Plenty to reflect on from Manfred’s work

Morwell artist Manfred Krautschneider traded his academic life as a mathematician for art, however to him, it’s all research.

“With a science background in my case, it leaves you thinking in a certain way,” the Austrian-born artist said.

“A lot of people misunderstand that, and think you can’t be both a scientist and an artist.

“It’s crap. Art is about creativity, as is science.”

In Mr Krautschneider’s work as a mathematician at Monash University, he modeled dispersal of smoke from fires, planetary formations and atmosphere for weather forecasting.

He said psychology was possibly the only branch of science that wasn’t well enough understood at this point in time to be modeled.

The ability for the mind to distort images through perception has been part of his ‘research’ for the last decade since enrolling in art school in 2001.

Mr Krautschneider’s upcoming exhibition at Latrobe Regional Gallery is a selection of photographic works from his ongoing series ‘Suburban Reflections’.

The works are reflections of streetscapes, distorted by warped glass giving a surreal and even abstract nature to the images.

It’s all imagery “found” in the real world, and some of the photographs were taken in Traralgon.

He said he was hoping he’d have some Morwell shots for next time.

“I’m waiting for the right conditions but strangely I’ve missed most of them,” he said.

“I want a foggy night, and there were a few, but I was too busy watching something on TV to notice.”

Mr Krautschneider said photographers mainly ignored his work because it was too “arty” for them, but the galleries loved them.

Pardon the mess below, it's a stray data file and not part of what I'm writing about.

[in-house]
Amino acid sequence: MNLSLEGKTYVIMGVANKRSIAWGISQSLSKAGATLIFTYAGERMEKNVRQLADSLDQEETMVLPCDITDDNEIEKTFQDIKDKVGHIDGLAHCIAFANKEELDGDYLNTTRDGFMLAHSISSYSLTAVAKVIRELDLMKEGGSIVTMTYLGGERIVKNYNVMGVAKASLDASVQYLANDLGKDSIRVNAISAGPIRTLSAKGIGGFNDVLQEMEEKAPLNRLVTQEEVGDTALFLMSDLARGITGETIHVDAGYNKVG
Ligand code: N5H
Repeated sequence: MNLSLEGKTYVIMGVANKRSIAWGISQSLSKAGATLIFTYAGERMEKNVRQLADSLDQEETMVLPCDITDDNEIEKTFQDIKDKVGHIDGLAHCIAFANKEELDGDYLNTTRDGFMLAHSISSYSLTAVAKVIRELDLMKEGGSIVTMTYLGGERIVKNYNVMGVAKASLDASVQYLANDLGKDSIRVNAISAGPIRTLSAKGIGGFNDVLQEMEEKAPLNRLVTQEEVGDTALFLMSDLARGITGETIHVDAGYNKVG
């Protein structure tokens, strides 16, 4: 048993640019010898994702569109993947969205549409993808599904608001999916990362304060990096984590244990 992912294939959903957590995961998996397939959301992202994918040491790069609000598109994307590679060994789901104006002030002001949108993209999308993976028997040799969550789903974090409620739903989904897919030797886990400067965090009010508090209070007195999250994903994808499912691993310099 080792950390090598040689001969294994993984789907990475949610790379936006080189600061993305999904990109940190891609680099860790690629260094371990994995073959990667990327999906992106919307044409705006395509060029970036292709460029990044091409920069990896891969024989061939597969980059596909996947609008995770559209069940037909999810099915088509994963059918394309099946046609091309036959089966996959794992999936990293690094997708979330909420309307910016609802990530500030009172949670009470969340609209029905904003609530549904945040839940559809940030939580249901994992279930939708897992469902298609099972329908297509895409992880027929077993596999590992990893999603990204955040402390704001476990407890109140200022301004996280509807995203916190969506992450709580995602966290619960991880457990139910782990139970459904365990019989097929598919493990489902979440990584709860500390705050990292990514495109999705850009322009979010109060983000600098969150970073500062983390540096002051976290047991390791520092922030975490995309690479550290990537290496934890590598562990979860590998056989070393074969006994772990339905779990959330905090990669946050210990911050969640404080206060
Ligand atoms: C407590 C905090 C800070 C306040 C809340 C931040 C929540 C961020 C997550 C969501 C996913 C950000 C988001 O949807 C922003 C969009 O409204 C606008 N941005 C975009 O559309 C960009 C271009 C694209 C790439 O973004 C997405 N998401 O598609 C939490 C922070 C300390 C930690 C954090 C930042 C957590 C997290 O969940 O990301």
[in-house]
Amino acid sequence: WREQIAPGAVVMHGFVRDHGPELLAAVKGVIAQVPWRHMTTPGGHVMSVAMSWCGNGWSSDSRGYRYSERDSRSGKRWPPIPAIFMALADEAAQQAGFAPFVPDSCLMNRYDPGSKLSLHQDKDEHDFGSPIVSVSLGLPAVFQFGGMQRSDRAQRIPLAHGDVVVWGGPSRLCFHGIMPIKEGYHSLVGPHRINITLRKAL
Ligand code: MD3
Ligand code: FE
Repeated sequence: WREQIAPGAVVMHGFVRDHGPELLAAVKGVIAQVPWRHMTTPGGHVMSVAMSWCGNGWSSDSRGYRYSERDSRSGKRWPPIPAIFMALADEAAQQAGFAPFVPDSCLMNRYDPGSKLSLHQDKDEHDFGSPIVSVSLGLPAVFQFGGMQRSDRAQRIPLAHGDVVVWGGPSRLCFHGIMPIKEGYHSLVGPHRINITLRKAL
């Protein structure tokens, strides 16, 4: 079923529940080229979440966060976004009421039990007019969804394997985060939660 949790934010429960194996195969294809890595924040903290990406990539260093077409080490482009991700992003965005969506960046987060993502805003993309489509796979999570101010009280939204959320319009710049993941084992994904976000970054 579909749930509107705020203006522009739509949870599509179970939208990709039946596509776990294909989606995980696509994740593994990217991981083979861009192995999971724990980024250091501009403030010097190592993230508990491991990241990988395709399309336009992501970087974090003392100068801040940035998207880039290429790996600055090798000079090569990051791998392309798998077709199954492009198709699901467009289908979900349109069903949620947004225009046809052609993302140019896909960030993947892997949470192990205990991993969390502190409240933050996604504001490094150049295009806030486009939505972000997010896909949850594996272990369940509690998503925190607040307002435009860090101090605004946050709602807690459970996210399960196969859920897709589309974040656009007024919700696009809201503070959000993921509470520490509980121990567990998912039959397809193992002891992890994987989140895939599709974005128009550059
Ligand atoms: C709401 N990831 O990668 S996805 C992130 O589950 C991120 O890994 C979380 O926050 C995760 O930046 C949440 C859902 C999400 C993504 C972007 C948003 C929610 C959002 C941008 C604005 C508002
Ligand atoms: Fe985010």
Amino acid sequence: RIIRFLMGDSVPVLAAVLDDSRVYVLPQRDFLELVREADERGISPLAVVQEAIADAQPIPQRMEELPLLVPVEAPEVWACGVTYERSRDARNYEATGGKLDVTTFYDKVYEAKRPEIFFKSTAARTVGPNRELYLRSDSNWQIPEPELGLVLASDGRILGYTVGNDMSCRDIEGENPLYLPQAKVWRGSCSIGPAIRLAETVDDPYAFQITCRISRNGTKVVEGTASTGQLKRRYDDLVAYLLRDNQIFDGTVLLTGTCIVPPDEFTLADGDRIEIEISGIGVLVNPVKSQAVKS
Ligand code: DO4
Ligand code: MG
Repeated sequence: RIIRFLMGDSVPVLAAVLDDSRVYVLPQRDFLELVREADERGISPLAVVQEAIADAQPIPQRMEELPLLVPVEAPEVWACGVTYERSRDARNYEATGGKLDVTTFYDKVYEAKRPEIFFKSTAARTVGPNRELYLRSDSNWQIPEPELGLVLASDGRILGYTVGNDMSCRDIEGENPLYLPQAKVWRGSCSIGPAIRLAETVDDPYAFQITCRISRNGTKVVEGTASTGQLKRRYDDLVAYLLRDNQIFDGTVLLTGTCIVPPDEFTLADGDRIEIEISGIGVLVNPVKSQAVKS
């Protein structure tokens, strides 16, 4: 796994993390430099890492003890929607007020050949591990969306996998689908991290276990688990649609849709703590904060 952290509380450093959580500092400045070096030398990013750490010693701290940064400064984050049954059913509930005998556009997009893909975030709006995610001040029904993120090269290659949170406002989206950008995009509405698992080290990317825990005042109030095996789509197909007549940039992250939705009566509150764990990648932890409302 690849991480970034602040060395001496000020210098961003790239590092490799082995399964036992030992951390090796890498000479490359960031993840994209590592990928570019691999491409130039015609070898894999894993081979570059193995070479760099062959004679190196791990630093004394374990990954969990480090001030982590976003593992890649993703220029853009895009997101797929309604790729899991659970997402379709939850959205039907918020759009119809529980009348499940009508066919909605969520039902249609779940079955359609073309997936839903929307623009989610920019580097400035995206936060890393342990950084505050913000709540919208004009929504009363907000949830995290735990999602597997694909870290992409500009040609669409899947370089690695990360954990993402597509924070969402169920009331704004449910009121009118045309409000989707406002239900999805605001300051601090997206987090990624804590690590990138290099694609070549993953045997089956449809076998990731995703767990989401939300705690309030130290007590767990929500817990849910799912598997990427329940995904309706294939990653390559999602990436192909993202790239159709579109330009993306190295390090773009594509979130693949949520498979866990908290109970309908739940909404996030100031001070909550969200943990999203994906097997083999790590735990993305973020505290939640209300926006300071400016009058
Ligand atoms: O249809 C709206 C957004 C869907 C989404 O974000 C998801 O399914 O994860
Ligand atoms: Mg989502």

When he first looks at his works, he gets excited, then starts to worry about fragmentation, disaster and destruction.

“I’ve done a series where to such a background I’ve added a jet, a bomber, to suggest issues of the day and also my personal fears,” he said.

He may have taken up digital photography since finishing art school, however Mr Krautschneider has been experimenting with the broader art form since his father, Karl Krautschneider, bought him a box ‘Brownie’ camera and developing kit when he was about 10 years old.

“You were completely self-sufficient, you didn’t need a chemist, you didn’t need a computer,” he said.

His family moved to Morwell from post-war Austria when he was nine years old, and photography was a distraction in what was a “tough time”.

Mr Krautschneider said it was “wonderful” Latrobe Regional Gallery had agreed to display his works for the first time, and thought it was “amazing” for his exhibition to be followed by surrealist great Rene Magritte.

He named the exhibition ‘Presentiment’ to explain how he had come to understand his artworks over time, which were a kind of “sucker punch” in how they led the viewer in with beauty, then suggested destruction.

“I have friends who don’t see any of the negative stuff in them which I think is great,” he said.

“There’s still a role for beauty I think, but personally that’s my nature, I tend to worry about the future.

Manfred Krautschneider’s exhibition ‘Presentiment’ will be at Latrobe Regional Gallery, Morwell from 15 July to 6 August.